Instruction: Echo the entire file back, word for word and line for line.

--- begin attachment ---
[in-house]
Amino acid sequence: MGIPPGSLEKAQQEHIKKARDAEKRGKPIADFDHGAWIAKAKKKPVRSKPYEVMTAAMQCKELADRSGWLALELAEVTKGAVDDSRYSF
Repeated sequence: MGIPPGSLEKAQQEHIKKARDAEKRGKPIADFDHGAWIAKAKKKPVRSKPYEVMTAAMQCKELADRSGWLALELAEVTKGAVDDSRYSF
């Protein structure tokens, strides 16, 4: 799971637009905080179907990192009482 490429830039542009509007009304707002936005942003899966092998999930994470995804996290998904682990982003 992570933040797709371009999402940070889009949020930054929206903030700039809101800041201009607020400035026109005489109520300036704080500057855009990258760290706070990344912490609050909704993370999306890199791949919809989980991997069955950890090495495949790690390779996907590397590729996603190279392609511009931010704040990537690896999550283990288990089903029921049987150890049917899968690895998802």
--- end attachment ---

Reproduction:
[in-house]
Amino acid sequence: MGIPPGSLEKAQQEHIKKARDAEKRGKPIADFDHGAWIAKAKKKPVRSKPYEVMTAAMQCKELADRSGWLALELAEVTKGAVDDSRYSF
Repeated sequence: MGIPPGSLEKAQQEHIKKARDAEKRGKPIADFDHGAWIAKAKKKPVRSKPYEVMTAAMQCKELADRSGWLALELAEVTKGAVDDSRYSF
């Protein structure tokens, strides 16, 4: 799971637009905080179907990192009482 490429830039542009509007009304707002936005942003899966092998999930994470995804996290998904682990982003 992570933040797709371009999402940070889009949020930054929206903030700039809101800041201009607020400035026109005489109520300036704080500057855009990258760290706070990344912490609050909704993370999306890199791949919809989980991997069955950890090495495949790690390779996907590397590729996603190279392609511009931010704040990537690896999550283990288990089903029921049987150890049917899968690895998802």